President of The HEMP Party Michael Balderstone in Lismore.
President of The HEMP Party Michael Balderstone in Lismore.

How did Nimbin's cannabis campaigner fare in by-election?

WHILE he won't claim the seat of Eden-Monaro, Michael Balderstone is heading back to Nimbin proud of what his party achieved in Saturday's by-election.

Mr Balderstone led the Help End Marijuana Prohibition (HEMP) Party campaign, having picked up more than 2000 votes at the time of publishing.

Mr Balderstone said he felt the party completed its mission of educating people about cannabis and getting medical cannabis and drug driving law reform on the agenda.

He said it was hard to stand up for cannabis reform, and felt people were reluctant to put their campaign posters on their fences for fear it might bring them unwelcome attention.

However, he said an election gave them the chance to have their say anonymously.

Mr Balderstone said this election offered a platform to spread the word on reform due to its proximity to Canberra, where cannabis use was decriminalised in January.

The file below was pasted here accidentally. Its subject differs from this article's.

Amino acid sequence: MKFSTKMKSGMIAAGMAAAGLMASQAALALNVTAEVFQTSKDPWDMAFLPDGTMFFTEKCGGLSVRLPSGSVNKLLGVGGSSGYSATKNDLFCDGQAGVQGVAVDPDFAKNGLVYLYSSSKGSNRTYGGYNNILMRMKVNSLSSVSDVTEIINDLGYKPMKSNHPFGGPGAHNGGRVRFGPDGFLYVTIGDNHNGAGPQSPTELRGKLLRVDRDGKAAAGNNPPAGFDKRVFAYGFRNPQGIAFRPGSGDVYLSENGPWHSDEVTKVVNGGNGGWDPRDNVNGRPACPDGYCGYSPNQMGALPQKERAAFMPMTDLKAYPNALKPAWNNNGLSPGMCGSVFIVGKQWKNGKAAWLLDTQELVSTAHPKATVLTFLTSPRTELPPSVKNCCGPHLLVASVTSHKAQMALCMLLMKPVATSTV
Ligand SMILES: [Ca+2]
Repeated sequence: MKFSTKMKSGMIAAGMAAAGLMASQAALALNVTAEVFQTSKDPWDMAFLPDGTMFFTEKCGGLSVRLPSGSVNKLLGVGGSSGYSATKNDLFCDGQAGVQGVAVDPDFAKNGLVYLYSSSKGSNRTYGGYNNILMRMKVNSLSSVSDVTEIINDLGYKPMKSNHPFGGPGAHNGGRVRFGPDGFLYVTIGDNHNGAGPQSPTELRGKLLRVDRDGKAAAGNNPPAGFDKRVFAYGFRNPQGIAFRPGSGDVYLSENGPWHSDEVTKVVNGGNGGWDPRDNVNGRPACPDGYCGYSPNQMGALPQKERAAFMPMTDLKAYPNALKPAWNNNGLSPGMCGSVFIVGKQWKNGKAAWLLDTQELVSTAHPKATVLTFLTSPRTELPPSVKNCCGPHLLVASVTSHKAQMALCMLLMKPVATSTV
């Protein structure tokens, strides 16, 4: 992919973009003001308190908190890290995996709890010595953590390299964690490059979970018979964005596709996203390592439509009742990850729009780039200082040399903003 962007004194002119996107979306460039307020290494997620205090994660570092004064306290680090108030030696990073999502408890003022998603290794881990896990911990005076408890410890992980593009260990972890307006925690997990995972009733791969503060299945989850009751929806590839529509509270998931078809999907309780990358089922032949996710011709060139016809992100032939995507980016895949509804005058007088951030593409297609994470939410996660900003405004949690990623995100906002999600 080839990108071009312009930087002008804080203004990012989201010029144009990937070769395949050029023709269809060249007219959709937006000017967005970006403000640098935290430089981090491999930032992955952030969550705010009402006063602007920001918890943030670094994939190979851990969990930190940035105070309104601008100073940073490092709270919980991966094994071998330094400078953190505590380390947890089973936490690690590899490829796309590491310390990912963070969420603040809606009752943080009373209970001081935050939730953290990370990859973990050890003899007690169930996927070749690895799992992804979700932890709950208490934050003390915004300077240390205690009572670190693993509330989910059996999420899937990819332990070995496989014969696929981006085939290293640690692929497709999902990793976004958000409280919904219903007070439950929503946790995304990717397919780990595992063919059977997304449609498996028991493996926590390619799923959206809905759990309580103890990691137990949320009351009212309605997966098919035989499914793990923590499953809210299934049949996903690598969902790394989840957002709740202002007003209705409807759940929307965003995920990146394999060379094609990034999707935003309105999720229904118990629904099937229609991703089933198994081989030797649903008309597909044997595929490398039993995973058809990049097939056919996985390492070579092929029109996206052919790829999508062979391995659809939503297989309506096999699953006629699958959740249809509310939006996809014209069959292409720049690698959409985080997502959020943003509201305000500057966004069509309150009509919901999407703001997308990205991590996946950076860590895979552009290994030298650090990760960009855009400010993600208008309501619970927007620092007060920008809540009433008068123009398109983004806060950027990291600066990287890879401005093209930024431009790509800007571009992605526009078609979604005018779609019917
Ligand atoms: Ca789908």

He said it was unjust an activity in one electorate was legal, while next door, it was a criminal offence.

He said because of this, people were missing out on life-changing treatment.

"I received an email from an Eden-Monaro mother whose disabled son has been using black market non psychoactive cannabis for years to control her son's severe epileptic seizures," Mr Balderstone said.

He said current laws meant the care facility where he lived would only allow the use of a legal Tilray product from Canada which will cost her $600 a month, "horrifyingly" more than the black market product.

"It should be as cheap as chips," he said.

"And if she lived in Canberra, she could grow her own and juice it for her son which would likely be even better."

The HEMP Party also campaigned against drug testing of drivers, which Mr Balderstone called "outrageous unfairness".

And for now, Mr Balderstone was heading back to Nimbin to enjoy "a quiet winter".